It’s definitely a lot of noise. You just have to say this is going to be a place where you can interact with people who are dealing with the same sort of problems in a secure environment. That’s the other thing, too, right? At the end of the day people are still going to Facebook, but there’s definitely skepticism out there about how safe my information is. Also in this industry trend, I believe it’s a trend, is these like-minded people want to gather in smaller groups, right? Instead of having this huge discussion on Facebook, there’s actually a trend celebrated maybe by the pandemic of smaller groups, maybe a 100, 200 people getting together in these spaces. And so a lot of these community platforms really optimize for that, so.
Small Business Trends: So you talked about how you’re liking the, I don’t like the term social audio, I actually like how Clubhouse calls it drop-in audio.
Scott Wilder: Drop-in.
Small Business Trends: So it sounds like you like that. What about video? What about streaming? Where does that fit into the mix of tools?
Scott Wilder: It’s a great point because I feel like we always forget video. There are so many SEO folks I work with and it’s all Google, Google, Google, and then you’re like, “Well, what about YouTube?” Right? So I think video, yeah. It’s a great point. I think video doesn’t get enough of the focus. And I’m not sure exactly why that is. I don’t claim to have all the answers, but people leaned into text, but this is obviously a whole generation that there’s a lot of video and video on their phone, et cetera, things like that. So I think yeah, you’re right on video is a huge opportunity. I mean, it’s great to see this on LinkedIn and maybe Facebook. I expect a big wave of people doing videos on LinkedIn. It’s kind of like all of a sudden LinkedIn must have highlighted their poll functionality, so right now everybody’s doing polls. So I would love to see people learn in more with video. I think it’s a huge opportunity.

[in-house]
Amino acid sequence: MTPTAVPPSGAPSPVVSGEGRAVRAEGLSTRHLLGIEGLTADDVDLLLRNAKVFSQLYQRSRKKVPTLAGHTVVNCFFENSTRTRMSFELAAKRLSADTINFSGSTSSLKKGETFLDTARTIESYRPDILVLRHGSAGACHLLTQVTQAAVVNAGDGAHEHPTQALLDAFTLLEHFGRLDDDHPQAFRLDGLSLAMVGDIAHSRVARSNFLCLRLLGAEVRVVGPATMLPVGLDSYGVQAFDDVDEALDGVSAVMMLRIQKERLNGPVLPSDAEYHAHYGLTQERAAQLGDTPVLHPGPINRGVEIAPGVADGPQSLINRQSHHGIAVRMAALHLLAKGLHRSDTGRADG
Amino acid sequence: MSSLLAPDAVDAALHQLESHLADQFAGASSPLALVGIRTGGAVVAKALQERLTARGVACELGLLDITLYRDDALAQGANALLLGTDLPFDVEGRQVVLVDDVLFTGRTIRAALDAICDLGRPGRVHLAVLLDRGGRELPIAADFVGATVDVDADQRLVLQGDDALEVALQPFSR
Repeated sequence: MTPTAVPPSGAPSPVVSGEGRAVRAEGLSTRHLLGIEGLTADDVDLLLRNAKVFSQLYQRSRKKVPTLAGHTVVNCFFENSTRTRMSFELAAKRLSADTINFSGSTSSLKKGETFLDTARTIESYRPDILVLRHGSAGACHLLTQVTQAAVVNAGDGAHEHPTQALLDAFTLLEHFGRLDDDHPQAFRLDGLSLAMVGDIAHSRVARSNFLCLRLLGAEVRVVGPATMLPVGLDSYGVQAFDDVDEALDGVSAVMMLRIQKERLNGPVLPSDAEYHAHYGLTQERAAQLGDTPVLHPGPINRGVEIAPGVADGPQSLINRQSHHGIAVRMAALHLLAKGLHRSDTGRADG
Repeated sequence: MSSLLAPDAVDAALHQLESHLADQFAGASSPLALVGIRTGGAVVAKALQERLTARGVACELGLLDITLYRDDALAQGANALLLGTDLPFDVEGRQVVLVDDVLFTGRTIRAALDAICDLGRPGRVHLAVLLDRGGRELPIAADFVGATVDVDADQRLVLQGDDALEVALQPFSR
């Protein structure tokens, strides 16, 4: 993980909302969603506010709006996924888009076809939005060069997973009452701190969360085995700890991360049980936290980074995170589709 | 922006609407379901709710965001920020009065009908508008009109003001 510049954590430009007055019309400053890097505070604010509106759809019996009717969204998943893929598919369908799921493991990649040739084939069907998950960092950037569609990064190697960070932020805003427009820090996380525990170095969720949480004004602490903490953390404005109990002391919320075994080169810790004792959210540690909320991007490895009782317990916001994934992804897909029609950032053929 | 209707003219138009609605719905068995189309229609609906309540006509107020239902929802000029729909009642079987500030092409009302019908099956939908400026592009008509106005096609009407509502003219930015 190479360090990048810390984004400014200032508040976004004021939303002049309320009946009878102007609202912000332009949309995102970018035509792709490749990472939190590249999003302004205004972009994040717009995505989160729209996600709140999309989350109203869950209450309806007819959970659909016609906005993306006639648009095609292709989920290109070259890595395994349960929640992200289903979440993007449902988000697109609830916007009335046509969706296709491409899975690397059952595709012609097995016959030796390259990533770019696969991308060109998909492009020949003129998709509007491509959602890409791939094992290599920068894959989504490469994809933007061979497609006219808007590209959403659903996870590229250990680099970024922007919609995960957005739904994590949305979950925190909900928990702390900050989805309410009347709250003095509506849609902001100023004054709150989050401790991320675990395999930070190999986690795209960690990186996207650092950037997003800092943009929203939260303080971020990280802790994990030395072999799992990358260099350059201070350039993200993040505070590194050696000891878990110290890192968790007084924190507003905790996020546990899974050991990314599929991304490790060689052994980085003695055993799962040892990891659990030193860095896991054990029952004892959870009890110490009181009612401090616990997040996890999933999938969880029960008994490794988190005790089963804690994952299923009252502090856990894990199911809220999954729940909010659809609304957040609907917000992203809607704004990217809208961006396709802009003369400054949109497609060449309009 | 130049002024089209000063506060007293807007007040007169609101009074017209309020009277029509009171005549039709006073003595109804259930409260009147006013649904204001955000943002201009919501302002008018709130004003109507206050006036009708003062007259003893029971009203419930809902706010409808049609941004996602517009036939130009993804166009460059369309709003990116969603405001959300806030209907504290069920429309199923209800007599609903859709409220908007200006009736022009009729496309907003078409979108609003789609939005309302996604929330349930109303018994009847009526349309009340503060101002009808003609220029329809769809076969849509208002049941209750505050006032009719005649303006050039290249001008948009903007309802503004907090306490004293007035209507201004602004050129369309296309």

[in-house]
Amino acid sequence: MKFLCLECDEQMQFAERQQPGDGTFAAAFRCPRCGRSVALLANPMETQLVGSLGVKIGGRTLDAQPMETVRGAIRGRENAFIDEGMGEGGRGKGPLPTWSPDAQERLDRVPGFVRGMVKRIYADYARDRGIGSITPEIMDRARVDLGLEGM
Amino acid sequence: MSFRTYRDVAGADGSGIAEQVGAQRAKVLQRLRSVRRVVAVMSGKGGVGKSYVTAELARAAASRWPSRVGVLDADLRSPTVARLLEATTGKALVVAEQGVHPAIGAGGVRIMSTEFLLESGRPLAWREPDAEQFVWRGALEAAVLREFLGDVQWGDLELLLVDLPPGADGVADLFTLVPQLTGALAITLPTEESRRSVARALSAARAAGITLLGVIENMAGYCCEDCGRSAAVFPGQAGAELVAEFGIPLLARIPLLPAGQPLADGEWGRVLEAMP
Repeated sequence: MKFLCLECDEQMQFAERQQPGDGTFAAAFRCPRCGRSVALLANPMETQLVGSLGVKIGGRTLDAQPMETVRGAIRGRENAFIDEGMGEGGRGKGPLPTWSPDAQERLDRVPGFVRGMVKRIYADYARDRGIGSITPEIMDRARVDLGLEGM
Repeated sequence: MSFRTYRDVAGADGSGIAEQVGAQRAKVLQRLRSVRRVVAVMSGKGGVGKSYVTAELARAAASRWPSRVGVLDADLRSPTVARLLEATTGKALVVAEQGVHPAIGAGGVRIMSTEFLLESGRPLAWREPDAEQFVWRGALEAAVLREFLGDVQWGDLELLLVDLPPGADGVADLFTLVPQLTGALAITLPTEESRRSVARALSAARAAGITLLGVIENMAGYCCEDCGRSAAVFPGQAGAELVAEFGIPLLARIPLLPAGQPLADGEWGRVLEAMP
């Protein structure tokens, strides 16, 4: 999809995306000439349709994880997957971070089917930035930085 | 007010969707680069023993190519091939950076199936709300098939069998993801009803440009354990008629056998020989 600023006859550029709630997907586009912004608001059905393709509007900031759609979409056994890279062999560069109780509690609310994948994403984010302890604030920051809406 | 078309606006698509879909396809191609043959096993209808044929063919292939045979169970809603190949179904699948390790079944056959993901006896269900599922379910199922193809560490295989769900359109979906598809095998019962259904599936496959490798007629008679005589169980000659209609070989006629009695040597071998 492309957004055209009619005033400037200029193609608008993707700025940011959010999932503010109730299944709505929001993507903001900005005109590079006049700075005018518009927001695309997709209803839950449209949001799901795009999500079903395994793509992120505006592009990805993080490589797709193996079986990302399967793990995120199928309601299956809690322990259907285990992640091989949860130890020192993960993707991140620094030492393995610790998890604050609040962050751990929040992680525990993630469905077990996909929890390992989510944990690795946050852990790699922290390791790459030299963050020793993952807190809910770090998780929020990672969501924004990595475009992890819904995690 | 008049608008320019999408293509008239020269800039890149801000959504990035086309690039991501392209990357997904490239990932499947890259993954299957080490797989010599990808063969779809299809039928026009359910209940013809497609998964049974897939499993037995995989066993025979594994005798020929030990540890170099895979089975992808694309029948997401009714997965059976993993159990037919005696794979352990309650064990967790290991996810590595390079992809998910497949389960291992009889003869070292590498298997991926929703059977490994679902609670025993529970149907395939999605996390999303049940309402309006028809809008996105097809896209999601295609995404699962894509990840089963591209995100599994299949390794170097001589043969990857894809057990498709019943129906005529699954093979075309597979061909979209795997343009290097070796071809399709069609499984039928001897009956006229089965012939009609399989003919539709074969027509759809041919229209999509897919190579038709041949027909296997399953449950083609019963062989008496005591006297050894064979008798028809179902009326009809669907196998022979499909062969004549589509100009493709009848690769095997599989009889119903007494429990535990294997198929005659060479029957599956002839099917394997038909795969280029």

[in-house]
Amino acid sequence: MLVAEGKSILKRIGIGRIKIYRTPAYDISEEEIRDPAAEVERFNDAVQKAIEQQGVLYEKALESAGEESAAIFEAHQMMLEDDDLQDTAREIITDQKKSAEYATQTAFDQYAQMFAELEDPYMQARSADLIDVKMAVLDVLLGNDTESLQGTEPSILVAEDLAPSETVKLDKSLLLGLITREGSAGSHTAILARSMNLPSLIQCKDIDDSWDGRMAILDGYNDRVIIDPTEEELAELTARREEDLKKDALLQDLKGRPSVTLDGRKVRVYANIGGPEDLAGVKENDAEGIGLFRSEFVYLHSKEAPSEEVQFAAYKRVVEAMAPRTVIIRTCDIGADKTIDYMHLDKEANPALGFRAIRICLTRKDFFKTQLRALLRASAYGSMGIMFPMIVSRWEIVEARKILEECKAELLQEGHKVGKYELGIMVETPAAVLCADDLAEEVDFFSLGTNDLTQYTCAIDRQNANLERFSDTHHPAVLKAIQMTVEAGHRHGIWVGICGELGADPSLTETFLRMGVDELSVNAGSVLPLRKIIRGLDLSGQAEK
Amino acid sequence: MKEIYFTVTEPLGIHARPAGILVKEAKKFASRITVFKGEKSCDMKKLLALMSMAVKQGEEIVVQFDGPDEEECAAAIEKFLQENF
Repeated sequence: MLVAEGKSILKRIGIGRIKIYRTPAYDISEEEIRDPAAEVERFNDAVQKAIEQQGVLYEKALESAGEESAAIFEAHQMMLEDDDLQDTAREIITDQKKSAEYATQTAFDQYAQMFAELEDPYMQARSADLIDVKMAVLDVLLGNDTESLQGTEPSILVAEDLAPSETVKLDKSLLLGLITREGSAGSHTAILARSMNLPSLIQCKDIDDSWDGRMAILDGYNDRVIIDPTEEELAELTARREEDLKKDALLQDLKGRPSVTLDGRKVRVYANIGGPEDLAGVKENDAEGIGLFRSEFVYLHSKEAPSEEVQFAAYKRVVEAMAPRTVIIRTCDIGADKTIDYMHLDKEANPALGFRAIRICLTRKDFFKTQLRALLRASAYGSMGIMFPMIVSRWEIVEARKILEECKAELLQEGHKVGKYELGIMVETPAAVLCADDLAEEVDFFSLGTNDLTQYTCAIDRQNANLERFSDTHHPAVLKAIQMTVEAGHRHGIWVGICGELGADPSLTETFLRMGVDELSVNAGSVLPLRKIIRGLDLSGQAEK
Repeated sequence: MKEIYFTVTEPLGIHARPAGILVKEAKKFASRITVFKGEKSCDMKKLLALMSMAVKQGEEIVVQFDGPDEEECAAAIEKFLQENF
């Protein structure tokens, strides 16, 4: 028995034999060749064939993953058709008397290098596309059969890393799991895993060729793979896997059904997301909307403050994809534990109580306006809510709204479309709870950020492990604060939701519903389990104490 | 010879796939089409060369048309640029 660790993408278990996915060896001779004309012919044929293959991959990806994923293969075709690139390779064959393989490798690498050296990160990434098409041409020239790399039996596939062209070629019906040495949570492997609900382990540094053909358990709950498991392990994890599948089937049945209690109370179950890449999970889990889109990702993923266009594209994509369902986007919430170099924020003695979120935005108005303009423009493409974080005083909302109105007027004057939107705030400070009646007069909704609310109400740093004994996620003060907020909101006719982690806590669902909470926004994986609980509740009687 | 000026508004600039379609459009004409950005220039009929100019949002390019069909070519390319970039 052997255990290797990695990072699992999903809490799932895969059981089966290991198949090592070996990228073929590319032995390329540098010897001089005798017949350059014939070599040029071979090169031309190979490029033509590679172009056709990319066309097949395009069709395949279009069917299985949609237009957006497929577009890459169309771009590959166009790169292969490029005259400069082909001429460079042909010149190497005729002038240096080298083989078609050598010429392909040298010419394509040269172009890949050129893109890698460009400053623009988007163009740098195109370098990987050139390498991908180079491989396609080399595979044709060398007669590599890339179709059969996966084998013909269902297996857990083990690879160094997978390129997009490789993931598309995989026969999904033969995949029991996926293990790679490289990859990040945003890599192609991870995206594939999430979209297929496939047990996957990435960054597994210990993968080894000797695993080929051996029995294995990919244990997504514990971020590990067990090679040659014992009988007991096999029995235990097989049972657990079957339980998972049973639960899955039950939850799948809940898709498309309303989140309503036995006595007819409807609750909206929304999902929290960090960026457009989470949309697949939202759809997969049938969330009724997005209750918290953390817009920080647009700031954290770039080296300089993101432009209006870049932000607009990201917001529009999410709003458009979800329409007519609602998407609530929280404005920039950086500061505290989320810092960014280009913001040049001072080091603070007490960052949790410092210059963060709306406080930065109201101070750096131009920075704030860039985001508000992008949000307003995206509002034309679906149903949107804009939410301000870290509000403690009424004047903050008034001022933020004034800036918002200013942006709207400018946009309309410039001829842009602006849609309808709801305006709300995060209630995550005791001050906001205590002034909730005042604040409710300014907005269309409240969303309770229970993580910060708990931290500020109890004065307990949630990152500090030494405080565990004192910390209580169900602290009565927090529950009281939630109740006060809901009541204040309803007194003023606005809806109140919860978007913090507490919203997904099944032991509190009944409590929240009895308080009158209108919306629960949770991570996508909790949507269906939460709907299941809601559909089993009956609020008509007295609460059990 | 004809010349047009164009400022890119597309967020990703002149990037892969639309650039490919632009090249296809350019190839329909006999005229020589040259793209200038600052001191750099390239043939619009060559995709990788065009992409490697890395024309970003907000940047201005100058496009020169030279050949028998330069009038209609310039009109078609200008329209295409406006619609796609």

Small Business Trends: I think it’s like… not just like what we’re doing here, but even Tik Tok, I mean the growth of Tik Tok with videos. I’m hearing people in the AARP crowd working at enterprises talking about, how do we figure out how to integrate Tik Tok into our engagement strategies? Twitch.
Scott Wilder: Yeah.
Small Business Trends: I mean, it’s pretty amazing what’s going on. And a lot of that is video-driven. Although I think you’re right, it seems like the focus from most of the business side is on this drop-in audio, which I guess, is easier to do. And you can do a lot of it, you’ll just have a phone and you’re talking into it. But it seems like there’s a lot of stickier engagement from video and it’s not just live stream, it could be the short-form videos that go up. I mean, even on the stuff I do, a two-minute clip can get over 20 hours of total viewing minutes in some of this stuff on a business social network versus let alone what’s going on YouTube and Tik Tok and things like that.
Scott Wilder: Yeah, no, exactly. We had some success with this when I worked at Marketo of having user-created videos on the branded community. But if you go to all these branded communities and I feel like a mind sweep where every night I go to 10 and to look at what’s going on there. Very, very small percentage is video. So I think how to, especially in a, I’m in the software business, I grew up on highway 101 in Silicon Valley with working with tech companies. So many how-to’s and demos can be done with video. Right? But instead, we have people who are hammering on the keyboards, right? In these long explanations. So it could be just how people across [inaudible 00:12:49] information, hopefully, that will, or that will probably change over time. This younger world comes up and is more comfortable with creating videos.
This is part of the One-on-One Interview series with thought leaders. The transcript has been edited for publication. If it's an audio or video interview, click on the embedded player above, or subscribe via iTunes or via Stitcher.